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Showing posts with label Malicious Files. Show all posts

Malware Spreads Through FishPig Distribution Server to Infect Magento-Powered Stores


For several weeks, Magento stores have been infected with malware as a result of a supply chain attack on the FishPig distribution server. FishPig specialises in Magento optimizations and Magento-WordPress integrations, and its Magento extensions have received over 200,000 downloads. FishPig issued a warning on Tuesday about an intrusion into its extension licence system that resulted in a threat actor injecting malicious PHP code into the Helper/License.php file. 

“This file is included in most FishPig extensions so it is best to assume that all FishPig modules had been infected,” FishPig announced.

The hackers likely had access to the company's servers since at least August 6, according to the company. As per Sansec security researchers who discovered the intrusion, the injected code would install another piece of malware called Rekoobe, which would hide as a background process on the compromised servers.

Sansec further told that the malicious code injected into License.php would download a Linux binary from every time the Fishpig control panel is accessed in the Magento backend. The downloaded file, named 'lic.bin,' appears to be a licenced asset, but it is actually the Rekoobe remote access trojan.

The trojan removes all malicious files from the infected machine after execution, but it remains in memory, impersonating a system service while waiting for instructions from its command and control (C&C) server, according to the researchers. FishPig claims that the malicious code has been removed from its servers and that all modules have been updated.

“It is recommended to upgrade all FishPig modules or reinstall existing versions from the source, regardless of whether or not you are using extensions known to be infected. This will ensure clean and secure code on your system,” FishPig announced.

Russia Dubbed as the "Centre" of European-wide Cyber-Attacks


Since the beginning of Russia's invasion of Ukraine, the EU, UK, US, and other allies have recognized that Russia has been behind a wave of cyber-attacks. The most recent distributed denial-of-service (DDoS) attack on Viasat's commercial communications network in Ukraine, which occurred on the same day that Russia launched its full-fledged invasion, had a greater impact across Europe, disrupting wind farms and internet users.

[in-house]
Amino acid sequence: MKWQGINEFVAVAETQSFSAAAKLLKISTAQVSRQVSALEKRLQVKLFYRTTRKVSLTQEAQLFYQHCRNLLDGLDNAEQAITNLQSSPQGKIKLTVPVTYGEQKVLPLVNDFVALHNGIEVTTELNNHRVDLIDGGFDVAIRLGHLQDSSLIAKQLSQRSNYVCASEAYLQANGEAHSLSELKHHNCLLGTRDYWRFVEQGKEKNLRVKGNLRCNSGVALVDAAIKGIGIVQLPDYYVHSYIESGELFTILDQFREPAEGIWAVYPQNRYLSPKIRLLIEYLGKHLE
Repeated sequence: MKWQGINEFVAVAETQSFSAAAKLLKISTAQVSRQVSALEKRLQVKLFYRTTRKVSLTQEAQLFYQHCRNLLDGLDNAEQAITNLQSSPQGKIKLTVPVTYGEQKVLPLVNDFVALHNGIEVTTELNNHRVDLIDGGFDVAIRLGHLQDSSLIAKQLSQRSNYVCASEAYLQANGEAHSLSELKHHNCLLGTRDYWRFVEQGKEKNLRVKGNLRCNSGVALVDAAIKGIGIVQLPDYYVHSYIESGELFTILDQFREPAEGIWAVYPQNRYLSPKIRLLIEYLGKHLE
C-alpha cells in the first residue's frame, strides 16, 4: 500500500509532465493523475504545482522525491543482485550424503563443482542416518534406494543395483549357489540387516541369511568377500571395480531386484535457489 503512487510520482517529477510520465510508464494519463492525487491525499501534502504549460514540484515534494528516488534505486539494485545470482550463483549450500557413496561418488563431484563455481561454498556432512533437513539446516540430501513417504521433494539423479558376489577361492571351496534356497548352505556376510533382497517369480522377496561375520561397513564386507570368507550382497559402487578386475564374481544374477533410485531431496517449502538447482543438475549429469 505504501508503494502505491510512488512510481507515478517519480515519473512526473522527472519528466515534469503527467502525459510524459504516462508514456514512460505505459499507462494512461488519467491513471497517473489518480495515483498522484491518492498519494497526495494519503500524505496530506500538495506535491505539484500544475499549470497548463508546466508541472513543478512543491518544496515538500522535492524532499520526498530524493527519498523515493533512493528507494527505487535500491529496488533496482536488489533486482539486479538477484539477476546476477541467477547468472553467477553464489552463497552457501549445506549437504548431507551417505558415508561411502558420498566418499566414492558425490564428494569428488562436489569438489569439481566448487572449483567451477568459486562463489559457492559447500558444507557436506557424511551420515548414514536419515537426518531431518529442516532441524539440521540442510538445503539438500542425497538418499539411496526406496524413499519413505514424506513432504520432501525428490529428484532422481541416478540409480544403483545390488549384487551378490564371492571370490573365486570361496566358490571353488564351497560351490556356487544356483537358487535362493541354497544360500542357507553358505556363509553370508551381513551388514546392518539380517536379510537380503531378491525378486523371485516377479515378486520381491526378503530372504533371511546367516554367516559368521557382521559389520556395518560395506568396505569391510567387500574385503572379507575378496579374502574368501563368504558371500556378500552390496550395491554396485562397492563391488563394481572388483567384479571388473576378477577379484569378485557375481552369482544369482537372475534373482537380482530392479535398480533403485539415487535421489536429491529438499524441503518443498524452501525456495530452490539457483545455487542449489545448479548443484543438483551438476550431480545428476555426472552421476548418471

The outage on Viasat affected almost one-third of bigblu's 40,000 users throughout Europe, including Germany, France, Hungary, Greece, Italy, and Poland, according to Eutelsat, the parent company of bigblu satellite internet service. The incident impacted wind farms and internet users in central Europe, creating outages for thousands of Ukrainian customers. 

In the regard, the key statements by the West are as follows:

  • The European Union said that Russia was behind the strike, which occurred "one hour before" the invasion of Ukraine. 
  • Estonia: The member of the European Union went even further. With "high certainty," the country blamed the hack on Russia's military intelligence arm, saying it had "gone counter to international law." 
  • The United Kingdom's National Cyber Security Centre is "almost convinced" that Russia was behind the Viasat attack, according to the UK, citing "new UK and US intelligence." Meanwhile, the report said that "Russian Military Intelligence was probably certainly involved" in defacing Russian websites and releasing damaging spyware.
The main aim, according to the joint intelligence advisory, was the Ukrainian military. "Thousands of terminals have been destroyed, rendered useless, and are unable to be restored," according to Viasat. Russian military intelligence was likely certainly engaged in the January 13 attacks on Ukrainian official websites and the distribution of Whispergate harmful malware, according to the UK's National Cyber Security Centre (NCSC). 

"This is clear and alarming proof of an intentional and malicious attack by Russia against Ukraine, which had huge ramifications for ordinary people and businesses in Ukraine and across Europe," Foreign Secretary Liz Truss said.